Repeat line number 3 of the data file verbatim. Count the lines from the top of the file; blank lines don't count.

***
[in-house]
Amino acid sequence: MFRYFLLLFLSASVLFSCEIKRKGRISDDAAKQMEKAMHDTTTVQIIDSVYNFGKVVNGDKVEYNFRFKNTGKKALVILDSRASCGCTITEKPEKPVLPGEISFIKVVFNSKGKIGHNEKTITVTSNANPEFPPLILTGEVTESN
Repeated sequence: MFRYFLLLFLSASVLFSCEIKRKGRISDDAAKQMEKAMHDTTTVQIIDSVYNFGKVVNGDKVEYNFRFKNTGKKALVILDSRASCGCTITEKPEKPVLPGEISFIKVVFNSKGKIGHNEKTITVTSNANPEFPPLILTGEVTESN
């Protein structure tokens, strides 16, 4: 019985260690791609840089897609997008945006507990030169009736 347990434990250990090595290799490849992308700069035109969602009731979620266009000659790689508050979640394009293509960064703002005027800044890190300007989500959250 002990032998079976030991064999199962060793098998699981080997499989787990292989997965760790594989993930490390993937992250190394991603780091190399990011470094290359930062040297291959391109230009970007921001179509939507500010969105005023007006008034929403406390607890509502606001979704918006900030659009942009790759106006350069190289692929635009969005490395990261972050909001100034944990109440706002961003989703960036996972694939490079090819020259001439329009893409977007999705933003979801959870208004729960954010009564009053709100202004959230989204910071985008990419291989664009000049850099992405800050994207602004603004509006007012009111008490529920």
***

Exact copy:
Repeated sequence: MFRYFLLLFLSASVLFSCEIKRKGRISDDAAKQMEKAMHDTTTVQIIDSVYNFGKVVNGDKVEYNFRFKNTGKKALVILDSRASCGCTITEKPEKPVLPGEISFIKVVFNSKGKIGHNEKTITVTSNANPEFPPLILTGEVTESN